-|g7|tPercentage of Pregnant Women That Slept under a 
       Mosquito Net during the Night Preceding the Survey, by 
       Background Characteristics|g116 --|g8|tPercentage of 
       Pregnant Women That Slept under an Insecticide-treated 
       Mosquito Net during the Night Preceding the Survey, by 
       Background Characteristics|g118 --|g9|tPregnant Women 
       Receiving Sulfadoxine Pyrimethamine (SP) at Least Once 
       during Pregnancy (Community Level, Prevention or 
       Treatment), by Background Characteristics|g120 --|g10
       |tPregnant Women Receiving Sulfadoxine Pyrimethamine (SP) 
       at Least Twice during Pregnancy (Community Level, 
       Prevention or Treatment), by Background Characteristics
       |g120 --|g11|tPregnant Women Receiving Sulfadoxine 
       Pyrimethamine (SP) at Least Once during an Antenatal Visit,
       by Background Characteristics|g122 --|g12|tPregnant Women 
       Receiving Sulfadoxine Pyrimethamine (SP) at Least Twice 
       during an Antenatal Visit, by Background Characteristics
       |g122 --|g13|tPercentage of Children under Five Years Old 
       with Reported Fever in the Two Weeks Prior to the Survey, 
       by Background Characteristics|g124 --|g14|tPercentage of 
       Febrile Children under Five Years Old That Received 
       Treatment with Chloroquine, by Background Characteristics
       |g132 --|g15|tPercentage of Febrile Children under Five 
       Years Old That Received Treatment with Sulfadoxine 
       Pyrimethamine (SP), by Background Characteristics|g136 --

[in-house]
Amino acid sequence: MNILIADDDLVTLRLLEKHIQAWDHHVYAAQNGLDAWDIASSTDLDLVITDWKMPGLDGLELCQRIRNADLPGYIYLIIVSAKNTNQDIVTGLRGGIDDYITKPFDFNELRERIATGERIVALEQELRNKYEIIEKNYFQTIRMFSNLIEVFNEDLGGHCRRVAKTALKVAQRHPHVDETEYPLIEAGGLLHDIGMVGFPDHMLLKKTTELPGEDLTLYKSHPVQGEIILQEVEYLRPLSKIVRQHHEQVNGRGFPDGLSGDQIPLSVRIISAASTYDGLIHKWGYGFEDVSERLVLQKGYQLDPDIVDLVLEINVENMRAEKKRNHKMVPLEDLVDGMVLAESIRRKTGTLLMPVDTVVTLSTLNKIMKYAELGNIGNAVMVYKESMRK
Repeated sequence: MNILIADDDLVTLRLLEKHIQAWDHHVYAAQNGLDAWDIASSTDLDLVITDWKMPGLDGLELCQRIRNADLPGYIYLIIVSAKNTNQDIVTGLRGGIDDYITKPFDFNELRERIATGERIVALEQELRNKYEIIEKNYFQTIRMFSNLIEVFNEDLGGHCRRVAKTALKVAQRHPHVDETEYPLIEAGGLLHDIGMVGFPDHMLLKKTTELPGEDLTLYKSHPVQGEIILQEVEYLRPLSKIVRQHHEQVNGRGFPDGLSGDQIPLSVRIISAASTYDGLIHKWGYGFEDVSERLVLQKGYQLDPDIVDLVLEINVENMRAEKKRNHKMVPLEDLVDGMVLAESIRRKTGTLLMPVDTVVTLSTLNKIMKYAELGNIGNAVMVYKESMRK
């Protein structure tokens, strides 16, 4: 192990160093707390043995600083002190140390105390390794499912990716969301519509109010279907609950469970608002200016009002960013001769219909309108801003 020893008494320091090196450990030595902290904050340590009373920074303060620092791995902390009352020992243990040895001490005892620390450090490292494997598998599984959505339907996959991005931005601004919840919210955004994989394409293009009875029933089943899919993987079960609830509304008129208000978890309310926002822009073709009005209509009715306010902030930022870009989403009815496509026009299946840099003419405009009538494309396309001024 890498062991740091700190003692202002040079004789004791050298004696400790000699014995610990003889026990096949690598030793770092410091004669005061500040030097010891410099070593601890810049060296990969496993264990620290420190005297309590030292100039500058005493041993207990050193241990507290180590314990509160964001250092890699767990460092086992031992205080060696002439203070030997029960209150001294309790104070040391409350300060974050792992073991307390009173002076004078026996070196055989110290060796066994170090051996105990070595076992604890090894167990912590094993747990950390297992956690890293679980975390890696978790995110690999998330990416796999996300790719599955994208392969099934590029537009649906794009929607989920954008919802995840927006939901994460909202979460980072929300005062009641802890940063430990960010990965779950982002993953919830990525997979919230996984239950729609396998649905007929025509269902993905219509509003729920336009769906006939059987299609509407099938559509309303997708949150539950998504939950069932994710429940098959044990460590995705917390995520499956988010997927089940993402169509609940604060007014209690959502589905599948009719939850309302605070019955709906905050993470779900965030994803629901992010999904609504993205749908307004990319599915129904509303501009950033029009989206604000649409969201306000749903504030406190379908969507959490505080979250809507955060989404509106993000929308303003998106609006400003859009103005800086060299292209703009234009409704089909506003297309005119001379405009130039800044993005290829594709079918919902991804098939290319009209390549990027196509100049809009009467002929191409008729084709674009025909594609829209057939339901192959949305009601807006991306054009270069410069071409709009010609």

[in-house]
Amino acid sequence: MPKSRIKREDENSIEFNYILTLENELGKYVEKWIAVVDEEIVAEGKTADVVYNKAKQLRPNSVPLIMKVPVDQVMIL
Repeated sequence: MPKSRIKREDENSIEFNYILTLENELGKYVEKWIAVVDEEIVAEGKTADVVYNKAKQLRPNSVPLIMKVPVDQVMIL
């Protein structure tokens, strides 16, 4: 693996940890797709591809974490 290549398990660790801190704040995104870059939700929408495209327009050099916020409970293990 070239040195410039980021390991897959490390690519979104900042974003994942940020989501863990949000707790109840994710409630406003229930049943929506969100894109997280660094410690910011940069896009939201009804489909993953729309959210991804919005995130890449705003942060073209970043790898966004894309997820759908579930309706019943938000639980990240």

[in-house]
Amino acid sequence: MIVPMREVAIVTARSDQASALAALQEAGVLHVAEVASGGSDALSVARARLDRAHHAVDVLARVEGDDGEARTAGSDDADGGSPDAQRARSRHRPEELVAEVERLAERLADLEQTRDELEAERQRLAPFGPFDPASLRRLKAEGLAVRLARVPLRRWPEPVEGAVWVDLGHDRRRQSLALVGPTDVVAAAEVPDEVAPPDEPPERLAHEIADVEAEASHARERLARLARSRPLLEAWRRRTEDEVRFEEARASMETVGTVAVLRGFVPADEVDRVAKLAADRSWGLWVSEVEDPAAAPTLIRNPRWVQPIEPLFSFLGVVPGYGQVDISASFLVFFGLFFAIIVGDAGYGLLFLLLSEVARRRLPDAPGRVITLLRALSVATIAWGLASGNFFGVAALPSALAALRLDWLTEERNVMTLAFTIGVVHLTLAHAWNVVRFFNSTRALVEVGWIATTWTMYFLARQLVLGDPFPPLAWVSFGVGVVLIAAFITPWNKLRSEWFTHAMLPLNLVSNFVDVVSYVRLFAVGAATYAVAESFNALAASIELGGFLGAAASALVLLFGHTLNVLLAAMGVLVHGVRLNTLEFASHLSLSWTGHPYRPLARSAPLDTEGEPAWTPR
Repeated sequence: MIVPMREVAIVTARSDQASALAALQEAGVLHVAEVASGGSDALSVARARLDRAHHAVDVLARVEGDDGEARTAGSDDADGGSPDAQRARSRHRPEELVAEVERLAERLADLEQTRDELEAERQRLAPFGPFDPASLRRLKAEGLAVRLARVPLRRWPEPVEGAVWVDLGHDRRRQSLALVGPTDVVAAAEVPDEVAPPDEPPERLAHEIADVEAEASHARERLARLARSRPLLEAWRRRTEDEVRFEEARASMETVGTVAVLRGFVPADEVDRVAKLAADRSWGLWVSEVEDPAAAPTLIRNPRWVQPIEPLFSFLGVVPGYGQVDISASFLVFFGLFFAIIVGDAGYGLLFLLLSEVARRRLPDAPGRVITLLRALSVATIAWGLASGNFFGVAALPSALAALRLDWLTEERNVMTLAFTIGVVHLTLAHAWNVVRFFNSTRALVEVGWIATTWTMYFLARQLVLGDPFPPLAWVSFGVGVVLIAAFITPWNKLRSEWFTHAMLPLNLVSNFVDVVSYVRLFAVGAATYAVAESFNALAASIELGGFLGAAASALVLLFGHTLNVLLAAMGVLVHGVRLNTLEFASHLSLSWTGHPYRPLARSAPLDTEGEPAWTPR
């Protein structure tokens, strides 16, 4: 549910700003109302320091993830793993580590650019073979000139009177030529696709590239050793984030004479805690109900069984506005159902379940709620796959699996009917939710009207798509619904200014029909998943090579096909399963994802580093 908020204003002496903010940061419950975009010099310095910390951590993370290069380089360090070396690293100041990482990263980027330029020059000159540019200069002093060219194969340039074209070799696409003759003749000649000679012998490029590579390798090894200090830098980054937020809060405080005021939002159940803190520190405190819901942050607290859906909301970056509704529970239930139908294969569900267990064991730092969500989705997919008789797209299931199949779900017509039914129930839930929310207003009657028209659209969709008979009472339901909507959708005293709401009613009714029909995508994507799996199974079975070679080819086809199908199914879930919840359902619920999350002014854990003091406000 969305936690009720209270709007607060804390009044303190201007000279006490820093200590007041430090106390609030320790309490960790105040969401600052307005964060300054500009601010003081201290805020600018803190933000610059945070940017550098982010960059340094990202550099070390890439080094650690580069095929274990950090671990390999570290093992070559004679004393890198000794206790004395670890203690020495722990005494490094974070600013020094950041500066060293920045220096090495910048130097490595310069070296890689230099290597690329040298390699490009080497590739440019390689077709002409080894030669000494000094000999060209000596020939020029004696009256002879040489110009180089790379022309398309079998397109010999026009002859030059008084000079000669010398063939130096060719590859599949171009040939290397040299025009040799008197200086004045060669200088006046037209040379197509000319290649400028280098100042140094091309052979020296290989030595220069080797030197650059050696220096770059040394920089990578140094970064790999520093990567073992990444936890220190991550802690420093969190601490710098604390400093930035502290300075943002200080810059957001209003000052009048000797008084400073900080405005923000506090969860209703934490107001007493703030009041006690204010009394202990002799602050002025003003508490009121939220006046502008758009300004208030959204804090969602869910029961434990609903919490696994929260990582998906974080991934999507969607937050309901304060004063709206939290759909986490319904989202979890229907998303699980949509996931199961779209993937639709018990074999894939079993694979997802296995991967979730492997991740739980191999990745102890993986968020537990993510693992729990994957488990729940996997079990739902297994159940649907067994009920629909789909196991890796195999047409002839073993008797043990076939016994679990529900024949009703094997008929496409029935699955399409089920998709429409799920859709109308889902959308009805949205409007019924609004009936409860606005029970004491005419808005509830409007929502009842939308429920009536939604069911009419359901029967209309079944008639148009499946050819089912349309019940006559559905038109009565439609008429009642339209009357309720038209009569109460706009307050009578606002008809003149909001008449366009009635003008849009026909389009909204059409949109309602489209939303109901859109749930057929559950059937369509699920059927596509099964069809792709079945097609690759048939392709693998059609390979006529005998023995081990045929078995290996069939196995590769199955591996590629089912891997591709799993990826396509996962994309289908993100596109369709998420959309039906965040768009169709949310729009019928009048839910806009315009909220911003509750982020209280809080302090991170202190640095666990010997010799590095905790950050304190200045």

|g16|tPercentage of Febrile Children under Five Years Old 
       That Received Treatment with Any Antimalarial, by 
       Background Characteristics|g140 --|g17|tSummary of 
       Antimalarial Drug Efficacy Results, Expressed as Treatment
       Failure|g144 --|gAppendix 3|tFour Success Stories: Malaria
       Control in Brazil, Eritrea, India, and Vietnam|g157 --
       |gAppendix 4|tStrategic Communications|g171 --|gAppendix 5
       |tHigh-Impact Partnerships: Private Sector and Civil 
       Society|g175 --|gAppendix 6|tImpact of Malaria on 
       Schoolchildren and the Education Sector|g179 --|gBox 1
       |tMalaria and Selected MDGs|g4 --|gFigure 2.1|tProfile in 
       Contrasts: The Persistent Burden of Malaria in Africa|g17 
       --|gTable 2.1|tOwnership of Insecticide-treated Bed Nets 
       in Malawi, by Income Group|g19 --|gFigure 2.2|tAccess to 
       Antimalarial Treatment|g20 --|gFigure 2.3|tIncreasing 
       Costs of Commodities for Malaria Control|g24 --|gFigure 
       2.4|tEffectiveness of PRSPs in Addressing Malaria|g29 --
       |gFigure 2.5|tMalaria Control Efforts Have Not Benefited 
       from Increased Health Spending in Ghana|g33 --|gTable 3.1
       |tBooster Program for Malaria Control: Matrix of Options 
       for Financing and Instruments|g41 --|gBox 2.1|tPutting the
       Bank's Comparative Advantage to Work: Assisting Countries 
       to Develop Strategies for Financing Treatment with ACTs
       |g45 --|gTable 4.1|tBooster Program for Malaria: 
       Deliverables|g46 --|gTable 5.1|tPotential Staffing and 
       Distribution of the Malaria Task Force|g55. 
610 20 World Bank.|0http://id.loc.gov/authorities/names/n79043403
650  0 Malaria.|0http://id.loc.gov/authorities/subjects/
       sh85080038 
710 2  World Bank.|0http://id.loc.gov/authorities/names/n79043403
710 2  World Bank.|bMalaria Task Force.|0http://id.loc.gov/
       authorities/names/n2005066094 
907    .b29858070 
984    VU|cheld 
990    MARCIVE MELB 201906 
Location Call No. Status
 UniM BioMed ST  362.1969362 ROLL    AVAILABLE